* Mild winter causing shortage of battery supplies
* Secondary smelters' margins squeezed by soaring raw
* Junk prices up near all-time peaks
By Chris Kelly
NEW YORK, April 5 Secondary lead smelters are
paying near record prices for junk batteries, their raw material
feed, because drivers are not replacing their car batteries due
to the unseasonably warmer winter in the Northern Hemisphere.
The price rise has been driven by a scarcity of spent
batteries, used to make 90 percent of the United States' lead
output. Lead-acid batteries in cars and trucks are lasting
longer due to the milder weather.
Battery demand tends to pick up in the colder months when
batteries, which account for nearly 80 percent of lead demand,
typically seize up from winter's chill.
That in turn increases supply of used batteries, which are
drained, cleaned and returned to the secondary smelters which
use them to make lead.
But this year's temperate winter has curbed that replacement
demand, and with it, the amount of batteries feeding back into
the supply chain. This is forcing secondary smelters to fork out
ever-higher prices to secure raw material.
"As recyclers, we depend on the seasons to generate the
product that we need," one battery recycler said.
"This year we are seeing such a slack in the number of
batteries coming through the salvage end that it is absolutely
devastating to the industry. It's driving the price up to where
nobody is going to make any money on it at all."
Secondary producers' profit margins are being squeezed as
they struggle to pass on the higher costs to their customers in
the automotive industry.
"They can hardly afford to run their smelters right now,"
said the battery recycler.
"They are trying to pass on these costs with premiums, but
right now none of them are operating at 100 percent capacity. If
you're not operating at 100 percent capacity, you're not making
Junk batteries were quoted in a range of 40 to 45 cents per
lb this week, their priciest levels since 2009 when
weather-related demand growth helped power prices into record
territory in the mid to upper 40-cent range, market participants
This compares with around 35 cents a year ago, according to
a scrap dealer.
"Everyone wants to keep their smelters running full steam,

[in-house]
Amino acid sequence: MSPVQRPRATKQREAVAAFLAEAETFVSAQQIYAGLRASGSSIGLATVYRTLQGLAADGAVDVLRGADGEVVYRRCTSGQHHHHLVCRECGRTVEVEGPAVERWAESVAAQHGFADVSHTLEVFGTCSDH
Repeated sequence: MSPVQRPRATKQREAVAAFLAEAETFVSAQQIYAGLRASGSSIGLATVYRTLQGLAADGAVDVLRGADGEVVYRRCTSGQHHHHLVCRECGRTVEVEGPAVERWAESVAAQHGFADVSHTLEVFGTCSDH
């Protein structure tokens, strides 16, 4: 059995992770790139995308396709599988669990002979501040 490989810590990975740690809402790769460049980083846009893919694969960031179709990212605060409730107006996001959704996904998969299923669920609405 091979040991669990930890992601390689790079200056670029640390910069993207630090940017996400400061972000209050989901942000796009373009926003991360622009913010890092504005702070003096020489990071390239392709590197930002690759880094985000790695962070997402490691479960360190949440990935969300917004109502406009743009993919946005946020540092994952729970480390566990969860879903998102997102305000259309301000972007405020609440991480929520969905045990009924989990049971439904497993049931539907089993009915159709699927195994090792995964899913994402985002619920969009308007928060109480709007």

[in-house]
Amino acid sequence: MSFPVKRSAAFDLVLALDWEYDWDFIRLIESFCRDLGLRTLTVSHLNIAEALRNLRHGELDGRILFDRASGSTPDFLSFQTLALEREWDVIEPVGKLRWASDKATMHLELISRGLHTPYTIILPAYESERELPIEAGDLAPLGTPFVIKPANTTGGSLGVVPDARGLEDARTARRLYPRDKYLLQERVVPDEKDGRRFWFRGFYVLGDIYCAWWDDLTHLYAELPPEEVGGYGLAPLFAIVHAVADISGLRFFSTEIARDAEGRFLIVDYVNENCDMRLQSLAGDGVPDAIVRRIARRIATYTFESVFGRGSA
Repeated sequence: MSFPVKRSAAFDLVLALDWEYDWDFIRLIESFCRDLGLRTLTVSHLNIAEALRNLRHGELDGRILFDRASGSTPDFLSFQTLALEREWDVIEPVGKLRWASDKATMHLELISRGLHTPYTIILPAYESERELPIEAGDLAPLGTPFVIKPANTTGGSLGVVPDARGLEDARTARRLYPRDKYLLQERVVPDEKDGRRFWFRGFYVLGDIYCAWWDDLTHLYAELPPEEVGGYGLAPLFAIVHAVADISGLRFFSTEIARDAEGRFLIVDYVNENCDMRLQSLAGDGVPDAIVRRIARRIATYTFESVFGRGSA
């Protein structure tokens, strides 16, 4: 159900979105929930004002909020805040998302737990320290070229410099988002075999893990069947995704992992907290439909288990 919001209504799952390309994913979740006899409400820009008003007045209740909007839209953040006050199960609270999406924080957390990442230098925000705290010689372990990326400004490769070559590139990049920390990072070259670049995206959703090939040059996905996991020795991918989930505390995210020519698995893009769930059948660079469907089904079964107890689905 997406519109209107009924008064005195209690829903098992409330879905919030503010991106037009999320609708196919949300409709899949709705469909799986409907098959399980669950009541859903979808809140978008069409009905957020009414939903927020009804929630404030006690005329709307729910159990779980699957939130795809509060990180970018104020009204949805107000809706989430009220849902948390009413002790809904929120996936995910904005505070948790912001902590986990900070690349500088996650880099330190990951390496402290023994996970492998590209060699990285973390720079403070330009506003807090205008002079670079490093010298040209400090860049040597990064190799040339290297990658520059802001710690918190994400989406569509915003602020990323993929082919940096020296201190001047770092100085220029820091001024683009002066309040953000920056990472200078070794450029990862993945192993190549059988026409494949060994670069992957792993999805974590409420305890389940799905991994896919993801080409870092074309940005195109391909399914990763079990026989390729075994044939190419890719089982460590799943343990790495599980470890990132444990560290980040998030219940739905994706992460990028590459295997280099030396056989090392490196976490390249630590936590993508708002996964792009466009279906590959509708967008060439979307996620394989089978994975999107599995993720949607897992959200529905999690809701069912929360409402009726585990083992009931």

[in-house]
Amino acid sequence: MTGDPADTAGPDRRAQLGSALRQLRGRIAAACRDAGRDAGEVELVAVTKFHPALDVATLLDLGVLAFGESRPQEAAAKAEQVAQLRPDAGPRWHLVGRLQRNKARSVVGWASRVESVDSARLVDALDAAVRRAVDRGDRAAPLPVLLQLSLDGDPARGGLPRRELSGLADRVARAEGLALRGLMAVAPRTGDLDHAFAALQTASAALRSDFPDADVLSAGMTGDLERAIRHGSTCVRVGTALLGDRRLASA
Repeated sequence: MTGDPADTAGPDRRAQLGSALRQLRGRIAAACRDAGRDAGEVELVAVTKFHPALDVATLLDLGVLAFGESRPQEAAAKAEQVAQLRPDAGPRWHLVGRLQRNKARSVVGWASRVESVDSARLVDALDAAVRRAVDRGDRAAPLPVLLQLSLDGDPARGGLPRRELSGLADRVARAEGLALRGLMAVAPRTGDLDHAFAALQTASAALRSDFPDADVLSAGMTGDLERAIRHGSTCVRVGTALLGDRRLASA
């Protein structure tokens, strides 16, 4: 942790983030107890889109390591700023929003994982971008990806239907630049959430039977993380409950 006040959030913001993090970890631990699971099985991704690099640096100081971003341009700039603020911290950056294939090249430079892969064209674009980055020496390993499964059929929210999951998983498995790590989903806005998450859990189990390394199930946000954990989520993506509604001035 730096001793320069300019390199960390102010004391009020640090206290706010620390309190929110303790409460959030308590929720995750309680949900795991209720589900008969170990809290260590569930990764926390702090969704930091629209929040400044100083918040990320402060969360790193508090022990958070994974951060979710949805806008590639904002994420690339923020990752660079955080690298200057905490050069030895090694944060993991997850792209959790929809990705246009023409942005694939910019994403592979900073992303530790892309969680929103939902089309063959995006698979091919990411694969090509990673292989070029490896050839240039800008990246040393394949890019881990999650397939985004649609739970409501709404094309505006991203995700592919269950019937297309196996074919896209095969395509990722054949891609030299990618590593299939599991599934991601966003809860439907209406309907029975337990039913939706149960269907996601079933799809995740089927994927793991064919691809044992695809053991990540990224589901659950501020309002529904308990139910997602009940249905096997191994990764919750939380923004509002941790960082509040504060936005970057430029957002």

so in order to do that they are paying higher prices than they
should be. Junks are pushing some all-time high levels just in
the last 30 days ... we're in the 40 to 45 cent range, picked
up," one battery maker said.
The scrap dealer said he was shipping lead-acid batteries at
42.5 cents, but at a lower load rate compared with prior years.
"There was a time when I was doing ten loads a week. Now I
am doing three loads a week ... to Exide, RSR Corp. and Newalta
up in Canada. They are buying like crazy," he said.
According to the most-recent data from the Battery Council
International (BCI), North American shipments of replacement
automotive batteries fell 11.17 percent in January from
December, and slid 10.78 percent from January 2011.
"Right now the market is just slow, and one of the reasons
it is slow is because the replacement batteries are not being
replaced," said a physical lead trader.
But just as the warmer winter weather has created a shortage
of battery supplies at the start of the year, a hotter summer
could swing the market back into a surplus just as fast, he
"If all of a sudden we get into July and its 110 degrees
from Texas through Illinois, we're going to get replacement
batteries out the whazoo," he said, expecting a hotter summer to
pull secondary prices back down below the 40-cent level.
Some 90 percent of the 1.296 million tonnes of lead output
in the United States is made from secondary feed, according to
the International Lead and Zinc Study Group (ILZSG).
Doe Run operates the only primary smelter in Herculaneum,
Missouri, which is down for repairs until May following a fire
(Reporting By Chris Kelly; Editing by David Gregorio)